Namwan Assigned Tract

Namwan Assigned Tract, also known as Meng-Mao Triangular Area, is a 220 km2 (85 sq mi) area situated at the junction of the Shweli River and Namwan River in the southern Kachin State of Myanmar. It was the territory of China but "perpetual lease" to British Burma in 1897, and legally became the territory of Burma in 1961.

Namwan Assigned Tract located in the modern map of Yunnan
Detailed map of Namwan Assigned Tract
Landscape of Namwan Assigned Tract, took at Namwan River in China


The British built a road through Namwan Assigned Tract to connect Bhamo and Namhkam before communicating with China, this road became the major road connecting the Kachin State with the Shan State.[1]: 72  And Xue Fucheng, the Chinese Ambassador to the UK, request the British to return the road and the area in the meetings during 1892 and 1893.[2] The British refused to return the road, but had to admit the area is part of China.[3] Then UK signed a convention with Qing dynasty in 1894, claimed the area is part of China, but the road was to remain open for British "travellers, commerce and administrative purpose", and Britain had the right to improve the road, as well as, within certain restrictions, to move troops along it.[4]: 192 

In 1897, UK signed another convention with Qing dynasty, the Namwan Assigned Tract was recognized "as belonging to China" but "the whole of this area China shall not exercise any jurisdiction or authority whatsoever. The administration and control will be entirely conducted by the British Government, who will hold it on a perpetual lease from China, paying a rent for it, the amount of which shall be fixed hereafter."[4]: 193–194  Britain and China settled the rent at 1,000 Rupee a year in 1901, as compensation for the loss territory of Mengmao Chiefdom.[5]

In 1945, after the Japanese troops retreated to Burma, Ruili Administrative Bureau, the direct control local government of Republic of China, founded "Guangfu (recovery) Township" in Namwan Assigned Tract. Britain protested soon after, and then China's central government command the Ruili bureau to retreat.[6]: 28  In 1948, the Republic of China's government refused to accept the annual rent from the new sovereign state, Union of Burma, and later, the People's Republic of China also refused this rent.[7]: 58 

Because the existence of a "perpetual lease" is contrary to the dignity of a sovereign state,[8]: 131  China and Burma strove to abrogate the "perpetual lease".[9]: 33  After series of negotiations, China and Burma signed Sino - Burmese Boundary Agreement on 28 January 1960, two sides agreed the Namwan Assigned Tract was to became part of Burma, in exchange for the transfer of Panghung and Panglao which located at west of "1941 line" to China.[9]: 43  China and Burma appointed joint commission to demarcate the boundary on the transferred area, and the actual size of transferred area was also decided by the joint commission.[9]: 43  Finally, Sino-Burmese Boundary Treaty was signed on 1 October 1960, it confirmed that China giving up all claims to the 220 km2 (85 sq mi) area of the Namwan Assigned Tract, in exchange for received 189 km2 (73 sq mi) of Panghung and Panglao.[4]: 197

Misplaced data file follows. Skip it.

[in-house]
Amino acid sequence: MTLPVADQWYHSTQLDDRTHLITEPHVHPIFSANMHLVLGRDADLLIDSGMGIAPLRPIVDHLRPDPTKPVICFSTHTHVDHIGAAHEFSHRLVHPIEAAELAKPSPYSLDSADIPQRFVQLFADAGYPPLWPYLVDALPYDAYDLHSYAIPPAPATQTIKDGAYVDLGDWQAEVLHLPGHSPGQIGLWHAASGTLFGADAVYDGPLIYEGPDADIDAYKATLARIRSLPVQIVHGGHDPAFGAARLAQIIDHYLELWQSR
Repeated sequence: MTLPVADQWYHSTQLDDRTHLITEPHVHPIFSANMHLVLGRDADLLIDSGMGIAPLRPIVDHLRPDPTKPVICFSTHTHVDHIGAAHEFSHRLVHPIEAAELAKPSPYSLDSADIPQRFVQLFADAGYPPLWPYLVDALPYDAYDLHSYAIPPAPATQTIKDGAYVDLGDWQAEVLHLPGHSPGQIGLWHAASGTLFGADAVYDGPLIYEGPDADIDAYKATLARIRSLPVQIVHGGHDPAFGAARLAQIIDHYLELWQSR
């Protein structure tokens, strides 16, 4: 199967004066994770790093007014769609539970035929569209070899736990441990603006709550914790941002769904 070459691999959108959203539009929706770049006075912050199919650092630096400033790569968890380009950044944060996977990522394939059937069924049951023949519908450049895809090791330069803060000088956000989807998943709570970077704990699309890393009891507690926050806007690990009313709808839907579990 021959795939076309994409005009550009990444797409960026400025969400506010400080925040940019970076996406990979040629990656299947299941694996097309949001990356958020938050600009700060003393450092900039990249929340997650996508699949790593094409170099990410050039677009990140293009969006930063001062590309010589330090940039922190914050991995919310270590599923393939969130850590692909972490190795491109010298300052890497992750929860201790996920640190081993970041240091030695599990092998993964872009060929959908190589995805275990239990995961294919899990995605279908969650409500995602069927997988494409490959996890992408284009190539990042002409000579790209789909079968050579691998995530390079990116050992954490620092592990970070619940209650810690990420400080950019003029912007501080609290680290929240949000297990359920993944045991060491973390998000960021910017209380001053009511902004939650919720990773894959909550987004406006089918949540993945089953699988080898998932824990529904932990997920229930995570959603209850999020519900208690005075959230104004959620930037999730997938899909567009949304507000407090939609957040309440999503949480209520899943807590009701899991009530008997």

Sino-Burmese Boundary Treaty entry into force on 4 January 1961, Namwan Assigned Tract became the territory of Burma legally.[10]

See alsoEdit


  1. ^ Hyer, Eric (2015). The Pragmatic Dragon: China's Grand Strategy and Boundary Settlements. Vancouver: UBC Press. ISBN 978-0-7748-2638-9.
  2. ^ 余绳武 (Yu Shengwu) (1998). "有关猛卯三角地的一些历史情况" [Some Historical Information of Meng-Mao Triangular Area]. 中国边疆研究通报 二集·云南专号 [China Borderland Research Journal, Volume 2, Yunnan special issue] (in Chinese). Ürümqi: Xinjiang People's Publishing House: 78-80. ISBN 7-228-03234-9.
  3. ^ 吕一燃 (Lü Yiran) (1995). "薛福成与中英滇缅界务交涉" [Xue Fucheng with the Sino-British Negotiations on Burma Border Affairs]. 中国边疆史地研究 [China's Borderland History and Geography Studies] (in Chinese) (2): 57-72.
  4. ^ a b c Elleman, Bruce; Kotkin, Stephen; Schofiled, Clive (2013). Beijing's Power and China's Borders Twenty Neighbors in Asia. Armonk, New York: M. E. Sharpe. ISBN 978-0-7656-2763-6.
  5. ^ 姚勇 (Yao Yong) (2014). "近代中英猛卯三角永租地争端" [Sino - Anglo conflict over Namwan Triangle in early modern times]. 云南民族大学学报(哲学社会科学版) [Journal of Yunnan Minzu University(Social Sciences)] (in Chinese). 31 (6): 93-98. doi:10.13727/j.cnki.53-1191/c.2014.06.014.
  6. ^ Codification Committee of Annals of Ruili (1996). 瑞丽市志 [Annals of Ruili] (in Chinese). Chengdu: Sichuan Lexicographical Press. ISBN 7-80543-518-9.
  7. ^ Tzou, Byron (1990). China and International Law: The Boundary Disputes. New York: Praeger Publishing. ISBN 978-0-275934620.
  8. ^ J. J. G. Syatauw (1961). Some Newly Established Asian States and the Development of International Law. New York: William S. Hein & Co., Inc. ISBN 978-90-247-0519-1.
  9. ^ a b c GHATATE, N.M. (1968). "THE SINO-BURMESE BORDER SETTLEMENT". India Quarterly. 24 (1): 17-49. JSTOR 45069250.
  10. ^ State Council of the People's Republic of China (1961). "中华人民共和国政府和緬甸联邦政府关于交接片馬、古浪、崗房地区,班洪、班老部落轄区,猛卯三角地和騎綫村寨調整地区的联合新聞公报". 中华人民共和国国务院公报 [Gazette of the State Council of the People's Republic of China] (in Chinese) (8): 170-171.